Next, we could give a few selected starters a rest day. Cain, Hiura, and García all have alarming plate discipline numbers. We can’t bench all three of them at once, but we could give each of them a day off over two days. Is it a small change? Sure. But it’s never bad to get a little time off, and doing it when players are struggling might let them clear their virtual heads.

A third option would be to change the playing time rotations somewhat. I was already skeptical of Cain and García as everyday starters, and we could use this rough start to spark a little change. García’s case is easier; Ryan Braun is right there waiting in the wings. We’re using Braun at first base reasonably often against lefties to protect Justin Smoak’s weak side, but against righties, we could give him more of the playing time in the outfield.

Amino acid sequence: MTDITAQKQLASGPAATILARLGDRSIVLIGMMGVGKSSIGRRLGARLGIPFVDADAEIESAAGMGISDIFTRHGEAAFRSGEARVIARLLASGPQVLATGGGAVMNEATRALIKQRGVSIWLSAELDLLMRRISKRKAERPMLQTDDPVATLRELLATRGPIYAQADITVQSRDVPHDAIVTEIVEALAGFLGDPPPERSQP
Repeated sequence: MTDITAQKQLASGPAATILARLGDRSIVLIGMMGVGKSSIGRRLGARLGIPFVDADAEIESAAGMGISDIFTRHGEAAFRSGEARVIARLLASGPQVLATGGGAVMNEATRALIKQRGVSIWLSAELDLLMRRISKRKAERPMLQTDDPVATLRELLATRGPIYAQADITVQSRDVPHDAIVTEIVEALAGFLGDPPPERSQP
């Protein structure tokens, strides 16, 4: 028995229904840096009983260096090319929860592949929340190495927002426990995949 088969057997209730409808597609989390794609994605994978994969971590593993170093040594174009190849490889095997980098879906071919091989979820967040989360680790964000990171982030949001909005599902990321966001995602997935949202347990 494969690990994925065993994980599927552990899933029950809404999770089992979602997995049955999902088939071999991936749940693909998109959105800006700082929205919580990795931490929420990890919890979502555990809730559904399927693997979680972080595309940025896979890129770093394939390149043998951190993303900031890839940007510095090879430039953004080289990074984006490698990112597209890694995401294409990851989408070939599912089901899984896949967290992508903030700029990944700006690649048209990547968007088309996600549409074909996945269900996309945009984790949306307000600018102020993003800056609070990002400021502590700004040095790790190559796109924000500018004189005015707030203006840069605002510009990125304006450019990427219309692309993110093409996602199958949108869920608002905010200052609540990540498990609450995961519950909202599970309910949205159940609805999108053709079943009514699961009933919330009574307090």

Dialing back Cain’s involvement would be trickier. Yelich and Ben Gamel can theoretically handle center, but Yelich was mediocre in the field as a full-time center fielder in 2017, and Gamel’s bat is worse than Cain’s even if you don’t believe in Cain very much. Our plan, then, would be to give a quarter of Cain’s playing time to Yelich. But then García would have to play the outfield alongside Braun, and we were just benching him… these two options are mutually exclusive.

We’re not touching Hiura for now, aside from giving Brock Holt a few extra reps against righties. And Holt will continue to spell García from time to time. On to the options:

Believe it or not, the offensive struggles were the good news. In his first start of the year (actually following opener Ray Black), Josh Lindblom felt a twinge in his shoulder. Upon seeing the team physician, he got the bad news: 3-4 months on the shelf with shoulder inflammation. We’re writing him out of our plans for the season, unfortunately.